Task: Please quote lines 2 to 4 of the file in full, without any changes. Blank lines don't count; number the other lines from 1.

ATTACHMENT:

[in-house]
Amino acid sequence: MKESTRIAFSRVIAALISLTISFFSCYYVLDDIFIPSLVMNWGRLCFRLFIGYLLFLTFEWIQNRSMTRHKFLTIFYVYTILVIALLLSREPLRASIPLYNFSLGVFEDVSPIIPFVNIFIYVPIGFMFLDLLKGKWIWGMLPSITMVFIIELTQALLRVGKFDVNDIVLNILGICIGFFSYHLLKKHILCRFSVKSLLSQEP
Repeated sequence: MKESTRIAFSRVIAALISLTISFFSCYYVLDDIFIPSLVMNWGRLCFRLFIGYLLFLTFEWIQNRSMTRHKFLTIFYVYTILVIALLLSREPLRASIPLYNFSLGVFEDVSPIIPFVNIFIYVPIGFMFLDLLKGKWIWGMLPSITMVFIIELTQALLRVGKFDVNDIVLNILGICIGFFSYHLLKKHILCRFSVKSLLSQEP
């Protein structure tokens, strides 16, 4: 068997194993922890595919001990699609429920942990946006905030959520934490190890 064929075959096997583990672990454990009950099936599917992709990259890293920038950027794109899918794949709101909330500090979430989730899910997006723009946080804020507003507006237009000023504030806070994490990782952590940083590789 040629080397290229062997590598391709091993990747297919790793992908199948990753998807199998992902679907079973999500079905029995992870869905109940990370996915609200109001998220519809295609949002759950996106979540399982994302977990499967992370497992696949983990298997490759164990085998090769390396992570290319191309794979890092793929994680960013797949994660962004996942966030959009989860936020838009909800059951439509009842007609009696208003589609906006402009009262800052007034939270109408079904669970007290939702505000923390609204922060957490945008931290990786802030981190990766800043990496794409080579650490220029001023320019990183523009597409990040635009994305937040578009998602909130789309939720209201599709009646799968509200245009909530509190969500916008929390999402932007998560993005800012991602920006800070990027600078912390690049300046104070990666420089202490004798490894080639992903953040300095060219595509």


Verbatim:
Amino acid sequence: MKESTRIAFSRVIAALISLTISFFSCYYVLDDIFIPSLVMNWGRLCFRLFIGYLLFLTFEWIQNRSMTRHKFLTIFYVYTILVIALLLSREPLRASIPLYNFSLGVFEDVSPIIPFVNIFIYVPIGFMFLDLLKGKWIWGMLPSITMVFIIELTQALLRVGKFDVNDIVLNILGICIGFFSYHLLKKHILCRFSVKSLLSQEP
Repeated sequence: MKESTRIAFSRVIAALISLTISFFSCYYVLDDIFIPSLVMNWGRLCFRLFIGYLLFLTFEWIQNRSMTRHKFLTIFYVYTILVIALLLSREPLRASIPLYNFSLGVFEDVSPIIPFVNIFIYVPIGFMFLDLLKGKWIWGMLPSITMVFIIELTQALLRVGKFDVNDIVLNILGICIGFFSYHLLKKHILCRFSVKSLLSQEP
């Protein structure tokens, strides 16, 4: 068997194993922890595919001990699609429920942990946006905030959520934490190890 064929075959096997583990672990454990009950099936599917992709990259890293920038950027794109899918794949709101909330500090979430989730899910997006723009946080804020507003507006237009000023504030806070994490990782952590940083590789 040629080397290229062997590598391709091993990747297919790793992908199948990753998807199998992902679907079973999500079905029995992870869905109940990370996915609200109001998220519809295609949002759950996106979540399982994302977990499967992370497992696949983990298997490759164990085998090769390396992570290319191309794979890092793929994680960013797949994660962004996942966030959009989860936020838009909800059951439509009842007609009696208003589609906006402009009262800052007034939270109408079904669970007290939702505000923390609204922060957490945008931290990786802030981190990766800043990496794409080579650490220029001023320019990183523009597409990040635009994305937040578009998602909130789309939720209201599709009646799968509200245009909530509190969500916008929390999402932007998560993005800012991602920006800070990027600078912390690049300046104070990666420089202490004798490894080639992903953040300095060219595509």